The results of laser annealing at 278mJ/cm2 on the grating spectral performance is also shown in Figs. 5(a) , 5(b), and 5(c) for gratings of lengths 200µm, 600µm, and 1000µm respectively.The extinction ratio of the grating is completely removed after annealing. Therefore the data shows that it is possible to thermally erase implanted structures completely. Annealing at fluences less that 200mJ/cm2 resulted in little or no modification of the device response.
Annealing allows almost instant local recrystallization of the implanted amorphous silicon (the pulse duration is 25ns, and the exposure routine for a chip does not take longer than 10s), whilst leaving the remainder of the devices on a chip intact. The testing conducted during laser annealing highlighted the possibility of selectively annealing implanted devices, unexposed gratings were still functional 1.5mm away from the exposed area, when using a 3mm × 3mm wide laser spot-size. This is a critical requirement toward developing applications such as an optical wafer scale testing technique, since it allow processing only a small fraction of the wafer area designated for testing.
Grating loss measurements after laser annealing measured an average excess loss of 3.6 ± 1.2dB/cm, close to the 3.1 ± 1.2dB/cm measured for unimplanted waveguides, which allows us to hypothesize that the laser annealing process does not affect the integrity of the waveguides.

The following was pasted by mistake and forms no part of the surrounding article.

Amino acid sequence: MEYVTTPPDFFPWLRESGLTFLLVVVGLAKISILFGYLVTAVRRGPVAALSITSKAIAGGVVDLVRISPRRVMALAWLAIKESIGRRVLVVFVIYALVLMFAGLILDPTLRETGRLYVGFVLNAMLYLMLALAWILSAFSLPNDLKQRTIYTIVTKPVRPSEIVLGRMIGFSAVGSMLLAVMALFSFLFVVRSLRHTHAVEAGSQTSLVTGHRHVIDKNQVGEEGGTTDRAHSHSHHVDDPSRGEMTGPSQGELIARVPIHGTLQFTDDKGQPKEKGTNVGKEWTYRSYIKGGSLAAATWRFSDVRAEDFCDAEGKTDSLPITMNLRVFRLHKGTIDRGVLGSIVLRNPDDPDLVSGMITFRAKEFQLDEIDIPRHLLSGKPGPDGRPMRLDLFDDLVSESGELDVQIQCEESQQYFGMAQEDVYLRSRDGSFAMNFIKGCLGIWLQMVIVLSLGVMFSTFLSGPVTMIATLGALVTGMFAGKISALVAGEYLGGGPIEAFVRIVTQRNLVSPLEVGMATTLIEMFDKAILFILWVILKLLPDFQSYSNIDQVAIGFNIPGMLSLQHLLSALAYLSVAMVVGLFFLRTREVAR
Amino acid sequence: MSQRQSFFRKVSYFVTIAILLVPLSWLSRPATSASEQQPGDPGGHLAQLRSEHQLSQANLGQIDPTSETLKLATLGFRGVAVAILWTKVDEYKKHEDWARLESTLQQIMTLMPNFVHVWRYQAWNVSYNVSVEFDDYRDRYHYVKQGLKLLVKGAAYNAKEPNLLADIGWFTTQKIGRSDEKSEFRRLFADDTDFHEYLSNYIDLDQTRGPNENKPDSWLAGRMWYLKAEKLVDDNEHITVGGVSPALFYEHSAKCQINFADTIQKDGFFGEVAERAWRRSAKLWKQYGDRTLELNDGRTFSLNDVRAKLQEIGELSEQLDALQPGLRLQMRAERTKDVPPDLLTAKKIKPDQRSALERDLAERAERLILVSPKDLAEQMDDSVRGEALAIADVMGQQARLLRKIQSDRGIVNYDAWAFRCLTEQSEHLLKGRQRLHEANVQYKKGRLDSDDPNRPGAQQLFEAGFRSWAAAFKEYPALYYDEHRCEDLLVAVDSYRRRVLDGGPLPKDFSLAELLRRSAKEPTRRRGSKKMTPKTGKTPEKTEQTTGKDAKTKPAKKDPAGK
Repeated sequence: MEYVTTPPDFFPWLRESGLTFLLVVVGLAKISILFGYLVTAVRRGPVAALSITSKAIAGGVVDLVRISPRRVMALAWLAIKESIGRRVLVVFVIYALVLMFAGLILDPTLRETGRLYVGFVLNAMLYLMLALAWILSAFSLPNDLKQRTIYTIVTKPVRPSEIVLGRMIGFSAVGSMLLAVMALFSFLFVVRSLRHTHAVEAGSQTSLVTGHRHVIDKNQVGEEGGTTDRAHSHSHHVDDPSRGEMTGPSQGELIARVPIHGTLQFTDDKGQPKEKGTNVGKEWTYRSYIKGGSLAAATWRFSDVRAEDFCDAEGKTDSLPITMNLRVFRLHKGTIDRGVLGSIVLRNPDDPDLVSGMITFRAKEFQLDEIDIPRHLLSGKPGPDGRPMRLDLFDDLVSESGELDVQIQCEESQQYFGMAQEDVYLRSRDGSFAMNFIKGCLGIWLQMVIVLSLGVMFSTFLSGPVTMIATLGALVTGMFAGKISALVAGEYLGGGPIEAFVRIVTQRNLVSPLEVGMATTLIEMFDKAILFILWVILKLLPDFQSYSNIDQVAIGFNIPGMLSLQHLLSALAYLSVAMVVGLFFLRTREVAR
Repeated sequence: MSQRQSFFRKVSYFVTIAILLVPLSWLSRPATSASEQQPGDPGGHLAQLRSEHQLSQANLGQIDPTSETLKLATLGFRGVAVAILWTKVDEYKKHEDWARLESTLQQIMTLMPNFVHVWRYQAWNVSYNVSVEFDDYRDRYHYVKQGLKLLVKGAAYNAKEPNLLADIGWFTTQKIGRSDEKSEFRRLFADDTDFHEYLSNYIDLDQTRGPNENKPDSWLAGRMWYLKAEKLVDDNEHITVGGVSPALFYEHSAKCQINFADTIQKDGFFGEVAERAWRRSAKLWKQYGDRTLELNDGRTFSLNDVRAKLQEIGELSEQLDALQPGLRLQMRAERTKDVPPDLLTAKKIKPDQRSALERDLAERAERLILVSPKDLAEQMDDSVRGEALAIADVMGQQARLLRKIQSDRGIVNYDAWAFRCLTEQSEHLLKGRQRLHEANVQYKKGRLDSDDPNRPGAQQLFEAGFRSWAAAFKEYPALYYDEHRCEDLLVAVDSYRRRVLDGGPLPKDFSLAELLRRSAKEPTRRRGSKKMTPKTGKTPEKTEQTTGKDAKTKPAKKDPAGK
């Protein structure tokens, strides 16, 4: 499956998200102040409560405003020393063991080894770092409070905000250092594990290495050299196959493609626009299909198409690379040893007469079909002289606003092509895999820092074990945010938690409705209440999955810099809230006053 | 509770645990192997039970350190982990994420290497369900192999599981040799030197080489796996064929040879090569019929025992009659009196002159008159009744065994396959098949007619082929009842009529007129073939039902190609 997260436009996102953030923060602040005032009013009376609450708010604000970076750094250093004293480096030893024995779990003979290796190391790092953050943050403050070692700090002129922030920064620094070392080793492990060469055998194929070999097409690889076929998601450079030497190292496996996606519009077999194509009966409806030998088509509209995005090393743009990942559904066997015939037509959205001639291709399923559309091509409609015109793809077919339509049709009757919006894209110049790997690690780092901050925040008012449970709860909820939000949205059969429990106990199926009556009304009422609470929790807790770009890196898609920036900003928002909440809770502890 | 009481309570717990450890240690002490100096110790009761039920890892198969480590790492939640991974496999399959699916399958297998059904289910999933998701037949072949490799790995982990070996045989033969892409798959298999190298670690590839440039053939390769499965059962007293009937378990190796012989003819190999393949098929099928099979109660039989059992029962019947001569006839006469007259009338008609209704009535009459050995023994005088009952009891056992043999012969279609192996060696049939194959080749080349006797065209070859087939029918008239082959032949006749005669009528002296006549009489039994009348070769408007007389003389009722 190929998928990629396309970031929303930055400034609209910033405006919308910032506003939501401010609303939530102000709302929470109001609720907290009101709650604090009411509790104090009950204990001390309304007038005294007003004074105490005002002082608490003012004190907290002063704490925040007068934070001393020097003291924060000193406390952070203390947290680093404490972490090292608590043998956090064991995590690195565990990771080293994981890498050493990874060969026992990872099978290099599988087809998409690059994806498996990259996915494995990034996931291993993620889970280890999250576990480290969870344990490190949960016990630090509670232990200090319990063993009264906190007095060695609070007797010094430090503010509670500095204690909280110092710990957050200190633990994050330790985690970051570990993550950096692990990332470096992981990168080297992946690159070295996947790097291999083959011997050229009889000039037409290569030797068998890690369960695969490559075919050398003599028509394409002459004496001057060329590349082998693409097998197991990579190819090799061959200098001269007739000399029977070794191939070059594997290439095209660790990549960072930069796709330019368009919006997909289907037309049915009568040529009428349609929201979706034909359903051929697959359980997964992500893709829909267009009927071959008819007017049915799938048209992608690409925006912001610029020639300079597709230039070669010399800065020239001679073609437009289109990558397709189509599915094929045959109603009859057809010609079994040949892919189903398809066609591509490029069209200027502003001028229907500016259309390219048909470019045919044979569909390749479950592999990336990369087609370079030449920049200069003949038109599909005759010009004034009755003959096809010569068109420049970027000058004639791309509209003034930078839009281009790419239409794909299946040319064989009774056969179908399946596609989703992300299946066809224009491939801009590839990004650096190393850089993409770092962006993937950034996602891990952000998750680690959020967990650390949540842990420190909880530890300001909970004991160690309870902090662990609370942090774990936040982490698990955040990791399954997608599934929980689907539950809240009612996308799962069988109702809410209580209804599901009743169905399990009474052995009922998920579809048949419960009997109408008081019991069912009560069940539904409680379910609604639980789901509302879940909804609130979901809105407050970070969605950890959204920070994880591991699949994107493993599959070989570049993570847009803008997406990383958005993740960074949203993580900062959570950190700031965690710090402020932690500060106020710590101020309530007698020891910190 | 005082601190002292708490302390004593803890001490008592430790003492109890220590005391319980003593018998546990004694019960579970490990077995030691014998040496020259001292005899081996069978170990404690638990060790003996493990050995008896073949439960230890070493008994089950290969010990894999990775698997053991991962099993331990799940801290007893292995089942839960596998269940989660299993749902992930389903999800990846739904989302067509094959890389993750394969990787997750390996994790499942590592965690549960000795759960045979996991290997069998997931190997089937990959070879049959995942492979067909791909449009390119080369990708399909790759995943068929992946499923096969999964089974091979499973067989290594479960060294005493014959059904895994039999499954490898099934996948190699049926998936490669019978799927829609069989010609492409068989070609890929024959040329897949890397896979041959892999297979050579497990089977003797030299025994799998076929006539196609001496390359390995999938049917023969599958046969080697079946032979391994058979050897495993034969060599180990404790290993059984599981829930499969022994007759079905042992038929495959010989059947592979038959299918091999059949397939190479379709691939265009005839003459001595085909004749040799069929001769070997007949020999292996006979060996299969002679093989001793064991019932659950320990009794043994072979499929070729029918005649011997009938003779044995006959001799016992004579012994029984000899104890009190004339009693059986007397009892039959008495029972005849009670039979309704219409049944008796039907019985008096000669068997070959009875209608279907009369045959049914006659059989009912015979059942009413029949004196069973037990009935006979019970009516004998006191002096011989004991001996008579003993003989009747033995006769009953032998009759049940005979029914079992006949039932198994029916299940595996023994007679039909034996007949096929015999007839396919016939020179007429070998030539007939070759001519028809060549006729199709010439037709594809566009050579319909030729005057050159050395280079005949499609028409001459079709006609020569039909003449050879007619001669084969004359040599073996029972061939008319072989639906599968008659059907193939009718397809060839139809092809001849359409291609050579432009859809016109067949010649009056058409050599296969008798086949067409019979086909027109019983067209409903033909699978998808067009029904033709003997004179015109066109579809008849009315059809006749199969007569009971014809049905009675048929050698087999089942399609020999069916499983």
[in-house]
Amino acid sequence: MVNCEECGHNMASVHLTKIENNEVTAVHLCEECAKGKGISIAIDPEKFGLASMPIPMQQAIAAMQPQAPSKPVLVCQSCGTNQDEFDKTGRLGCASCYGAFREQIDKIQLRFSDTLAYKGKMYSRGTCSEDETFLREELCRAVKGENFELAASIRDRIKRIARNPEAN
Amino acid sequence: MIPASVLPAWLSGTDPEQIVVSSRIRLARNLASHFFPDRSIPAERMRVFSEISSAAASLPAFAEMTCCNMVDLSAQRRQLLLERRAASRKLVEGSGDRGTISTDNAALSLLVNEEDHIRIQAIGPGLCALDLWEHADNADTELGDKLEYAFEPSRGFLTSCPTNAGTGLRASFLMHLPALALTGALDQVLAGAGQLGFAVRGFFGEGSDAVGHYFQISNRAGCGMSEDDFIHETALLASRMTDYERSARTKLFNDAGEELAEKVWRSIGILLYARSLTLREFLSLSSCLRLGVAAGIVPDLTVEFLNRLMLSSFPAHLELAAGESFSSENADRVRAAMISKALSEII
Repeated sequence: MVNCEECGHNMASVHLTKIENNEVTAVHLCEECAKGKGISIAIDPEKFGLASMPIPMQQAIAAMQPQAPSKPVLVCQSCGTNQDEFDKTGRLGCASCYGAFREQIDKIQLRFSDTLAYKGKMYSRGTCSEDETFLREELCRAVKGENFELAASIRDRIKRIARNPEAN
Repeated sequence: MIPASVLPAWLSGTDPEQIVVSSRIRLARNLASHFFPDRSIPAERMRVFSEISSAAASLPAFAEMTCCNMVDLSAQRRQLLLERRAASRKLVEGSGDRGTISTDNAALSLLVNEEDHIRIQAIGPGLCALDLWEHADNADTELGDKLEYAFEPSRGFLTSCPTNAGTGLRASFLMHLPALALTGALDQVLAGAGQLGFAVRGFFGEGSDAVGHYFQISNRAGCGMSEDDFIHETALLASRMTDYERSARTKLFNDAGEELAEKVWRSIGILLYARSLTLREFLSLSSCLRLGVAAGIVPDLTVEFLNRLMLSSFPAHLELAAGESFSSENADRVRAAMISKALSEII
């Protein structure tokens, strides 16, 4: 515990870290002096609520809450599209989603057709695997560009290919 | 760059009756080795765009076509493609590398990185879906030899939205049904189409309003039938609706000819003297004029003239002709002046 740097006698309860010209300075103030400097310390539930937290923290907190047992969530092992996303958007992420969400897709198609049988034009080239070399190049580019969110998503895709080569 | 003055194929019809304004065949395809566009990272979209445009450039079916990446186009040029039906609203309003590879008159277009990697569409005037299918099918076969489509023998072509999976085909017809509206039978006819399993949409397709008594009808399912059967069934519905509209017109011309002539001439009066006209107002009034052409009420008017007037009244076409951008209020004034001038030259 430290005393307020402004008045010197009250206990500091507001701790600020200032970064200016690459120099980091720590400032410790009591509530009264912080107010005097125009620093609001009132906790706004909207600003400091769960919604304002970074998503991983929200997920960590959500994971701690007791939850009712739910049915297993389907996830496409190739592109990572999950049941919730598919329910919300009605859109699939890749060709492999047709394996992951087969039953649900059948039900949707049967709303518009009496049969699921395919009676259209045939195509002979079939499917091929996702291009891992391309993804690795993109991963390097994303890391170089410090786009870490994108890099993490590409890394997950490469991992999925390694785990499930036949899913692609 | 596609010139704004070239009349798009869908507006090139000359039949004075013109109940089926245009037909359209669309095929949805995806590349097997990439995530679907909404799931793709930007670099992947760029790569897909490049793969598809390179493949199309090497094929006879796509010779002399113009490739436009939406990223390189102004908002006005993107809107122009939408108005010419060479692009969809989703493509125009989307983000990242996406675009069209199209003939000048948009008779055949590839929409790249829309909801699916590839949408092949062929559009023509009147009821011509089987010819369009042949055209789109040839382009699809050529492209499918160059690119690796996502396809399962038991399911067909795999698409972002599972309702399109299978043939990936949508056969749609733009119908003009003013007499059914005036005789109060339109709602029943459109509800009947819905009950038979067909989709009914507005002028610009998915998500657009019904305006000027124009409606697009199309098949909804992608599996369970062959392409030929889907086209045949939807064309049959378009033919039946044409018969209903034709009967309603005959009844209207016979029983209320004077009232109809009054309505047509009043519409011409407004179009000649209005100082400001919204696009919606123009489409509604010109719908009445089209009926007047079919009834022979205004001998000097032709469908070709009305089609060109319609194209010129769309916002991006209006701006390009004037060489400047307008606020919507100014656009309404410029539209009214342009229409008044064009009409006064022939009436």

3. Summary and conclusions
The possibility of fabricating grating structures which can be individually erased opens new possibilities in the world of silicon photonics, specifically in the area of optical wafer scale testing, which requires a minimally intrusive technology. Second-order grating couplers are one of the more viable technologies for coupling light into integrated photonic chips  however they often require additional etching steps or the use of complex structures making them unsuitable for preliminary wafer scale testing, for which a temporary transformation of the material is preferred. The grating technology demonstrated in this paper could be used to fabricate temporary second-order gratings allowing optical testing to be done on arbitrary areas of an optical chip; and then subsequently erased, as this is a natural extension of the work described here. In summary, an extinction ratio up to 24dB in transmission has been successfully demonstrated for germanium implanted Bragg gratings in Silicon on Insulator rib waveguides, as well as the possibility of selectively erasing the implanted structures. Initial testing has demonstrated that devices can be locally erased within an area of 3mm × 3mm, while leaving the unexposed area of the chip still functional. Additional experimentation is currently in progress to reduce the exposed area to a dimension small enough (for example 100μm × 100μm) to eventually enable “single device” annealing.